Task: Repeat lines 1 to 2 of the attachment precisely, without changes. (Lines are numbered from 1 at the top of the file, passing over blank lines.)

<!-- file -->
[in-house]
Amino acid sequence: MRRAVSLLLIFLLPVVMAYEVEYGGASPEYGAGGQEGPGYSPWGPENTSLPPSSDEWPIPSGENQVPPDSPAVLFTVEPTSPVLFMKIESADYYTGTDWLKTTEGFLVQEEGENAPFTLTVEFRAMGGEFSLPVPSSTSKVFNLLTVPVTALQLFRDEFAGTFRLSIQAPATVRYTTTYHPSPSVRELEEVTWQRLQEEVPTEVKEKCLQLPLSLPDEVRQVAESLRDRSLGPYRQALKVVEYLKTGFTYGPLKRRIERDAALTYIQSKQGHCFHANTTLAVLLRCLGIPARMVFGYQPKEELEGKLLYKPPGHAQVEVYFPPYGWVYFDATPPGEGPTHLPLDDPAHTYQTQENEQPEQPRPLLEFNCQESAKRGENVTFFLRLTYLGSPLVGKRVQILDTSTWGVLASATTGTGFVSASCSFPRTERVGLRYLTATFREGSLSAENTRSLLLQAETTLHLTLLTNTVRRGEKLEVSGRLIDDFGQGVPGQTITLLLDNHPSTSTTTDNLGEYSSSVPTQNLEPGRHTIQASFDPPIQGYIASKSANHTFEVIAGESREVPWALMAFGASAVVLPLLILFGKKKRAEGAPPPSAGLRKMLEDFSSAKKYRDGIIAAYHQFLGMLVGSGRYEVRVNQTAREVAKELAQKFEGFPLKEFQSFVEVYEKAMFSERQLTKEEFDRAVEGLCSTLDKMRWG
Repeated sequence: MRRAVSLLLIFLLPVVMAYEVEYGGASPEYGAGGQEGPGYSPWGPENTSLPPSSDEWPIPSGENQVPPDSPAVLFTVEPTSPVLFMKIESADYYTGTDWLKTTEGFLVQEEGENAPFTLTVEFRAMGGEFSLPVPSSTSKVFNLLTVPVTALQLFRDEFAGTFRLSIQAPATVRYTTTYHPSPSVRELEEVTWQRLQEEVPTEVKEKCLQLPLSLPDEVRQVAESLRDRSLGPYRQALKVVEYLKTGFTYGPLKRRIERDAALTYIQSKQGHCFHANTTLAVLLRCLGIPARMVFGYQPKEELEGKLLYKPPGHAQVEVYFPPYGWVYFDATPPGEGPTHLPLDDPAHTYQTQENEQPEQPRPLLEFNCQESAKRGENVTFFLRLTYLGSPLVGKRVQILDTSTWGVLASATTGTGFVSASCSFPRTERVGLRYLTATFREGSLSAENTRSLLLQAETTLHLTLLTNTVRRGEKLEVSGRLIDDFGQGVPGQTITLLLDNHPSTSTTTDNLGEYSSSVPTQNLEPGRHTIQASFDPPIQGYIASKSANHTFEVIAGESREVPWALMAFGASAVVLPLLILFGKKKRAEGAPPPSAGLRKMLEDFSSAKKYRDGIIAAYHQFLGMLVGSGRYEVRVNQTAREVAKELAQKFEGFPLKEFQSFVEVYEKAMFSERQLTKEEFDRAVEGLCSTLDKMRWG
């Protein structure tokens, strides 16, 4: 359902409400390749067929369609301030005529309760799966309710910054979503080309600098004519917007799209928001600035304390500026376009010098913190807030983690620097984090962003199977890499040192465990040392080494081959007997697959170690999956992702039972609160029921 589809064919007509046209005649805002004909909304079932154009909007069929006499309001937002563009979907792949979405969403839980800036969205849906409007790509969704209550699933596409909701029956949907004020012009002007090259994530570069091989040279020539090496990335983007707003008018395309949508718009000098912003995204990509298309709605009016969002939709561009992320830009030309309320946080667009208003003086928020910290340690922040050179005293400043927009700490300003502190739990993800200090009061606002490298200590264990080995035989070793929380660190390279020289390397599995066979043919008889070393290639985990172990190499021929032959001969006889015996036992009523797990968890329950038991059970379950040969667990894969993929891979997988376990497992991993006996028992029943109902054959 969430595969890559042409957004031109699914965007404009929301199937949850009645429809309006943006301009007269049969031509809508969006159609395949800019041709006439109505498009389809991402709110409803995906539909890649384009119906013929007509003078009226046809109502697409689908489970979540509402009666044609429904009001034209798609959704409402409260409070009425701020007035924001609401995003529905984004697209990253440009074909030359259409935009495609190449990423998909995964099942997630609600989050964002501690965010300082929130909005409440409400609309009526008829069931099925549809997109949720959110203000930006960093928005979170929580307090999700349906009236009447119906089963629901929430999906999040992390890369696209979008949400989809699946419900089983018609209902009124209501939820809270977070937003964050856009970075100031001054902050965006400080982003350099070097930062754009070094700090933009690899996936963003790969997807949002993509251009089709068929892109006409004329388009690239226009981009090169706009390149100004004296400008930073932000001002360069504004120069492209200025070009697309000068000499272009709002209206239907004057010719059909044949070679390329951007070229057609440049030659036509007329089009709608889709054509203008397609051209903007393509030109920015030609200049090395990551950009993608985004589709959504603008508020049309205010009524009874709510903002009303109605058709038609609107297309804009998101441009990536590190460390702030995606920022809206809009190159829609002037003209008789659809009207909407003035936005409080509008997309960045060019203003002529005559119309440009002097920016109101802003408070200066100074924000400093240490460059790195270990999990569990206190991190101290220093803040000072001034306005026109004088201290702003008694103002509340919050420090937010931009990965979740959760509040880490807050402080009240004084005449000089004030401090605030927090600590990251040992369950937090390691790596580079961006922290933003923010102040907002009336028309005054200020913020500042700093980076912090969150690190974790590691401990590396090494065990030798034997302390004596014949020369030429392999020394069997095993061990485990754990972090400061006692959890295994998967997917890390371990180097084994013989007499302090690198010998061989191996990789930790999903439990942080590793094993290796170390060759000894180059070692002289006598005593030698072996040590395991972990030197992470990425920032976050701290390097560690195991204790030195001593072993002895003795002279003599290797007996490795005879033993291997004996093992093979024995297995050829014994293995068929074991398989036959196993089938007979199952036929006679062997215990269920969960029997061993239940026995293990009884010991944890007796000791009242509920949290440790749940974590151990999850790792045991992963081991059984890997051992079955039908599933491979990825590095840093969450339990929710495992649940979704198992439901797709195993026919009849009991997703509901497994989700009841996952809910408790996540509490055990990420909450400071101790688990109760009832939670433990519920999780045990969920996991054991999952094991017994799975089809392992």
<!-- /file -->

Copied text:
[in-house]
Amino acid sequence: MRRAVSLLLIFLLPVVMAYEVEYGGASPEYGAGGQEGPGYSPWGPENTSLPPSSDEWPIPSGENQVPPDSPAVLFTVEPTSPVLFMKIESADYYTGTDWLKTTEGFLVQEEGENAPFTLTVEFRAMGGEFSLPVPSSTSKVFNLLTVPVTALQLFRDEFAGTFRLSIQAPATVRYTTTYHPSPSVRELEEVTWQRLQEEVPTEVKEKCLQLPLSLPDEVRQVAESLRDRSLGPYRQALKVVEYLKTGFTYGPLKRRIERDAALTYIQSKQGHCFHANTTLAVLLRCLGIPARMVFGYQPKEELEGKLLYKPPGHAQVEVYFPPYGWVYFDATPPGEGPTHLPLDDPAHTYQTQENEQPEQPRPLLEFNCQESAKRGENVTFFLRLTYLGSPLVGKRVQILDTSTWGVLASATTGTGFVSASCSFPRTERVGLRYLTATFREGSLSAENTRSLLLQAETTLHLTLLTNTVRRGEKLEVSGRLIDDFGQGVPGQTITLLLDNHPSTSTTTDNLGEYSSSVPTQNLEPGRHTIQASFDPPIQGYIASKSANHTFEVIAGESREVPWALMAFGASAVVLPLLILFGKKKRAEGAPPPSAGLRKMLEDFSSAKKYRDGIIAAYHQFLGMLVGSGRYEVRVNQTAREVAKELAQKFEGFPLKEFQSFVEVYEKAMFSERQLTKEEFDRAVEGLCSTLDKMRWG